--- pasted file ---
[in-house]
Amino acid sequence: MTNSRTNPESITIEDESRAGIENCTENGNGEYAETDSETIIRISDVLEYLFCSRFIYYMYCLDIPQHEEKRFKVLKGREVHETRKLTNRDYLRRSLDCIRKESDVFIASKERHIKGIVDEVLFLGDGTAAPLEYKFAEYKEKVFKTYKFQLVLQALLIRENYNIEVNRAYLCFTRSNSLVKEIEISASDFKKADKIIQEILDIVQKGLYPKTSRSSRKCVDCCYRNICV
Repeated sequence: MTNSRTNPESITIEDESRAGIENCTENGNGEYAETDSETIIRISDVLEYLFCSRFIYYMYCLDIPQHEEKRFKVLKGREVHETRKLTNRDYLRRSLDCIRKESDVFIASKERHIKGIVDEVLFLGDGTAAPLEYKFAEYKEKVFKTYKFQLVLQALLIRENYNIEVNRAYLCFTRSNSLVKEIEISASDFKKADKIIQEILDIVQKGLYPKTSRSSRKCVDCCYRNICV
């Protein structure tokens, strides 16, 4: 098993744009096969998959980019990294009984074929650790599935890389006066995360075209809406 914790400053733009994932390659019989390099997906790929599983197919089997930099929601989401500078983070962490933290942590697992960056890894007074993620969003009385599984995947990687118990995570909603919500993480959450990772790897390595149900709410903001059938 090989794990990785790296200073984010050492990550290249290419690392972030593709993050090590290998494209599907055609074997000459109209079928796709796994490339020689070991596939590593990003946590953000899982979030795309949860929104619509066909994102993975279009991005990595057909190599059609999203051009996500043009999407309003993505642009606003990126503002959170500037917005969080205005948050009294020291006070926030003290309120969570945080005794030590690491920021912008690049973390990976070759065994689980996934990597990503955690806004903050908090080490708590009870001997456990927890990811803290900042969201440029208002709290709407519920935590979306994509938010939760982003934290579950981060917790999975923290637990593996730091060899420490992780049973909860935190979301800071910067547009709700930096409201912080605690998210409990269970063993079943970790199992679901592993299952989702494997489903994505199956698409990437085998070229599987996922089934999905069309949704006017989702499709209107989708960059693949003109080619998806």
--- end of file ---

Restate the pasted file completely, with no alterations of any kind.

[in-house]
Amino acid sequence: MTNSRTNPESITIEDESRAGIENCTENGNGEYAETDSETIIRISDVLEYLFCSRFIYYMYCLDIPQHEEKRFKVLKGREVHETRKLTNRDYLRRSLDCIRKESDVFIASKERHIKGIVDEVLFLGDGTAAPLEYKFAEYKEKVFKTYKFQLVLQALLIRENYNIEVNRAYLCFTRSNSLVKEIEISASDFKKADKIIQEILDIVQKGLYPKTSRSSRKCVDCCYRNICV
Repeated sequence: MTNSRTNPESITIEDESRAGIENCTENGNGEYAETDSETIIRISDVLEYLFCSRFIYYMYCLDIPQHEEKRFKVLKGREVHETRKLTNRDYLRRSLDCIRKESDVFIASKERHIKGIVDEVLFLGDGTAAPLEYKFAEYKEKVFKTYKFQLVLQALLIRENYNIEVNRAYLCFTRSNSLVKEIEISASDFKKADKIIQEILDIVQKGLYPKTSRSSRKCVDCCYRNICV
């Protein structure tokens, strides 16, 4: 098993744009096969998959980019990294009984074929650790599935890389006066995360075209809406 914790400053733009994932390659019989390099997906790929599983197919089997930099929601989401500078983070962490933290942590697992960056890894007074993620969003009385599984995947990687118990995570909603919500993480959450990772790897390595149900709410903001059938 090989794990990785790296200073984010050492990550290249290419690392972030593709993050090590290998494209599907055609074997000459109209079928796709796994490339020689070991596939590593990003946590953000899982979030795309949860929104619509066909994102993975279009991005990595057909190599059609999203051009996500043009999407309003993505642009606003990126503002959170500037917005969080205005948050009294020291006070926030003290309120969570945080005794030590690491920021912008690049973390990976070759065994689980996934990597990503955690806004903050908090080490708590009870001997456990927890990811803290900042969201440029208002709290709407519920935590979306994509938010939760982003934290579950981060917790999975923290637990593996730091060899420490992780049973909860935190979301800071910067547009709700930096409201912080605690998210409990269970063993079943970790199992679901592993299952989702494997489903994505199956698409990437085998070229599987996922089934999905069309949704006017989702499709209107989708960059693949003109080619998806």